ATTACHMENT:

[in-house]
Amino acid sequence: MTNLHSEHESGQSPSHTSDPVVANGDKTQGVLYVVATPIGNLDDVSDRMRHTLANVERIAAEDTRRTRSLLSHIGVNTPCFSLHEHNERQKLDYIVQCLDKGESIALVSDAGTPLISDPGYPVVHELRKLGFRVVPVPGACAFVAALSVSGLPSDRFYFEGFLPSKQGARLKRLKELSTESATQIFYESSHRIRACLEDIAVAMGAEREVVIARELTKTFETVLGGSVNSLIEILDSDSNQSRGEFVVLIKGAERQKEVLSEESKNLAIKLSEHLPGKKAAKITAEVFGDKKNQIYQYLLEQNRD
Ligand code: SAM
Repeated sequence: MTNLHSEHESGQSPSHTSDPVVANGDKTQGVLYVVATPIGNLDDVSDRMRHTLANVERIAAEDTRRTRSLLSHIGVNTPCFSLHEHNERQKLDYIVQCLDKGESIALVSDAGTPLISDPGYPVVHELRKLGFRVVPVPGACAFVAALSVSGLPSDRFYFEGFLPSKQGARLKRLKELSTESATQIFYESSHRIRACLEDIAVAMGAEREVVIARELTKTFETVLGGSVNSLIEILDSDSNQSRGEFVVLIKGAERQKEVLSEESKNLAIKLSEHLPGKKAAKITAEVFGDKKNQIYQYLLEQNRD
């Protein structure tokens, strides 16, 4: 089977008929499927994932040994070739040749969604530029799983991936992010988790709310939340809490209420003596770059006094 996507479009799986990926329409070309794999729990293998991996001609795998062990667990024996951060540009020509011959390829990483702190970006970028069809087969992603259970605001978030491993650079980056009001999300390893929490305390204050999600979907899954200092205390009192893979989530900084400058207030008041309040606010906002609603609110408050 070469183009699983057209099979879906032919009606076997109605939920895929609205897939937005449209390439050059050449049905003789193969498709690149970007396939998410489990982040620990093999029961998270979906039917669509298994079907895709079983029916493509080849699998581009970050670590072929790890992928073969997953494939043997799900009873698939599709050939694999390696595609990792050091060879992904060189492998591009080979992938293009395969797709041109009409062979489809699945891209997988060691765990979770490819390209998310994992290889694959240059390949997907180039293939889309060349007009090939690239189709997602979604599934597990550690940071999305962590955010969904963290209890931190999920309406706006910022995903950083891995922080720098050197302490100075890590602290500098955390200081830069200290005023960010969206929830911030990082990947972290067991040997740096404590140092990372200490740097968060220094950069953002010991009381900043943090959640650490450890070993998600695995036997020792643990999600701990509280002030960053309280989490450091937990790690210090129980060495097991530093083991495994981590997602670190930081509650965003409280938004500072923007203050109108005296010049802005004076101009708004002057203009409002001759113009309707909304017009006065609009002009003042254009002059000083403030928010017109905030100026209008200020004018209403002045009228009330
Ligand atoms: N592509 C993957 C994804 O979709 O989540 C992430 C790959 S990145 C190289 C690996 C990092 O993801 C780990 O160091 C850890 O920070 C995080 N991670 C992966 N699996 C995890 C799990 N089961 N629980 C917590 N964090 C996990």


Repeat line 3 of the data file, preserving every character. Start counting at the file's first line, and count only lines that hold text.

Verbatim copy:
Ligand code: SAM